Saturday, June 09, 2007

Biblical Archaeology in a Day, Site III~ Machaerus

Biblical Archaeology in a Day, Site I~ Tell Al'Umeiri
Bibilical Archaeology in a Day, Site II~ Ataroth

Leaving Ataroth and heading south on the eastern ridge of the Dead Sea, we rounded a bend revealing this view of the ruins of the palace of Machaerus, Herod the Great's palace/fortress overlooking the Dead Sea.

(map photo courtesy of

First fortified by the Jewish Hasmoneon leader in the first centrury B.C. the hilltop fortress was later fortified by Herod the Great (37-4 B.C.) and, upon his death, passed to his son, Herod Antipas. According to the gospel writers (Matt 14:1–12; Mark 6:21-29; Luke 9:7–9) it was Herod Antipas was who was rebuked by the prophet John the Baptist for marrying Herodias, his brother Philip's wife:

"... and though he wanted to put him to death, he feared the people, because they held him to be a prophet. But when Herod's birthday came, the daughter (Salome) of Herodias danced before the company and pleased Herod, so that he promised with an oath to give her whatever she might ask. Prompted by her mother she said, 'Give me the head of John the Baptist here on a platter.' And the king was sorry, but because of his oaths and his guests he commanded it to be given. He sent and had John beheaded in the prison, and his head was brought on a platter and given to the girl, and she brought it to her mother. And his disciples came and took the body and buried it and they went and told Jesus." Mark 14: 5-12, ESV Bible

Although the gospels do not mention the palace of Machearus by name, the historian Josepheus (who our guide reminded us got many things right but a few things wrong) names Machearus as the location of John the Baptist's imprisonment and execution.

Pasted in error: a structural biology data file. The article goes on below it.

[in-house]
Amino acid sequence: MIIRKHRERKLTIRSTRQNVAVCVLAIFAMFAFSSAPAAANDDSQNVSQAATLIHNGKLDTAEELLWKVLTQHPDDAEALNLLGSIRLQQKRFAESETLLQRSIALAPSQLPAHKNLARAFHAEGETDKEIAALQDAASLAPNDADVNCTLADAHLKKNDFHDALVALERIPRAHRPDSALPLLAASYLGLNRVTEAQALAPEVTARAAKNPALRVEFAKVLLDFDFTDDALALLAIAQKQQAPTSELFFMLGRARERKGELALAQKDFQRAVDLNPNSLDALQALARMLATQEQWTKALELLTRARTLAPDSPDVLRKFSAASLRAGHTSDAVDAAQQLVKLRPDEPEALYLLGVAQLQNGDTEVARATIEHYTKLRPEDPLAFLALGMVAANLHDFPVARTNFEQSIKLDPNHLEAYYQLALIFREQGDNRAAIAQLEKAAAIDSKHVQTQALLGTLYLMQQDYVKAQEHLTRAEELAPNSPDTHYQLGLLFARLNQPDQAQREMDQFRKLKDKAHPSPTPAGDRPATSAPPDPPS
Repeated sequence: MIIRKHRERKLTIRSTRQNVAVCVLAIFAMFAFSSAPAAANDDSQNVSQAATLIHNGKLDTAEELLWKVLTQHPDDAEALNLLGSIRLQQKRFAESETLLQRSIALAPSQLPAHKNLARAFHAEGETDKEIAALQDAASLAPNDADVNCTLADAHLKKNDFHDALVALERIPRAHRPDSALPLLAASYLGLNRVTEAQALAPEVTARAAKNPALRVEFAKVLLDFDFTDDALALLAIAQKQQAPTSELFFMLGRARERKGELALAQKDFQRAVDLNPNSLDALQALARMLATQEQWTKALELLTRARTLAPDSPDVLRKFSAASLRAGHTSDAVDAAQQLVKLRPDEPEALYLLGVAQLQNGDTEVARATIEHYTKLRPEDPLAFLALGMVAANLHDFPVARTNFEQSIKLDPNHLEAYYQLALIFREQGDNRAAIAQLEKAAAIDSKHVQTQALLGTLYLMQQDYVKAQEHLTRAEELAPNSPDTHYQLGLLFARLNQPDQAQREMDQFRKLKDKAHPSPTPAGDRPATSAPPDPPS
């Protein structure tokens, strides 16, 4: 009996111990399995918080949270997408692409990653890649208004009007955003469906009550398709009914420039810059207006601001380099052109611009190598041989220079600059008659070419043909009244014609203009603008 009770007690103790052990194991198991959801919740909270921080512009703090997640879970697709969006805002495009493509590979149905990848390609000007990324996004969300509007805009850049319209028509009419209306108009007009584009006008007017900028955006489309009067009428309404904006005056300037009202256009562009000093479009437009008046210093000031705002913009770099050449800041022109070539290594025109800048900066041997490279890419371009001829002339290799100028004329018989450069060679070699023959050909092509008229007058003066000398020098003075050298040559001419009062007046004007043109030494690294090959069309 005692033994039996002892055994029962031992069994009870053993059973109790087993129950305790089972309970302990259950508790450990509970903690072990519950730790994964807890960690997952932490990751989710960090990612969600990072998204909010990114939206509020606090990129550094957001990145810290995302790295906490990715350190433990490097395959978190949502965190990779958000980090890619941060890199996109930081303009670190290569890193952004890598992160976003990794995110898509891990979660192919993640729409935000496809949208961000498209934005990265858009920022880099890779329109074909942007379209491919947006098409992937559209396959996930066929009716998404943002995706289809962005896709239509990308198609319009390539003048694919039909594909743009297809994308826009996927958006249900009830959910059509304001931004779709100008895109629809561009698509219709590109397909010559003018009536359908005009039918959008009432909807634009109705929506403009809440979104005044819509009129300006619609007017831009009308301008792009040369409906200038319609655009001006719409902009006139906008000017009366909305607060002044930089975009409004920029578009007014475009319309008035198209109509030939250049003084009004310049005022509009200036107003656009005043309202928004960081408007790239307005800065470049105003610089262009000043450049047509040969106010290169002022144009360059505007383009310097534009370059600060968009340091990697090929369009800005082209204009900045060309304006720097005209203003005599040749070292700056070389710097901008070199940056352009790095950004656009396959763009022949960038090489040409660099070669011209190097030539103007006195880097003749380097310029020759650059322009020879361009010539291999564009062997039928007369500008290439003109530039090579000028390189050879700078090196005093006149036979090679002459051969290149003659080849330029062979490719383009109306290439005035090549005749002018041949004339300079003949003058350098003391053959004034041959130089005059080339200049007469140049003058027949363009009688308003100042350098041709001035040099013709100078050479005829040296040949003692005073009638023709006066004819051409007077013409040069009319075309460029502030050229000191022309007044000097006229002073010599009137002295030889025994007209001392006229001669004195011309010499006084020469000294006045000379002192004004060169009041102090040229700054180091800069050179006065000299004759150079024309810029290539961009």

Some of us ascended the fortress by the "gentle" slope...

while others took the more direct route, straight up the side.

A view of the top (the columns have be reconstructed but the capital is original)...

...and from the top.

Tradition holds that John's body is buried in a cave near the foot of the fortress.

Echinops polyceras

Zygophyllum(I think)

This picture is a little blurry but I'm including it as it was truly a highlight of our morning to see this desert owl perched on a rock overlooking the valley (overheard from the backseat of the car: "I've never seen a real live owl before!") As I hurriedly shot some pictures with the telephoto lens, through the windshield of the car, the owl turned and looked at us before flying off over the valley.

At Machaerus we were surrounded by stillness and the desolation of the desert, yet at the same time I sensed the presence of life quietly moving all around as birds sailed and swooped, large butterflies flitted and silent lizards darted. I am developing a new appreciation and awe of the desert.

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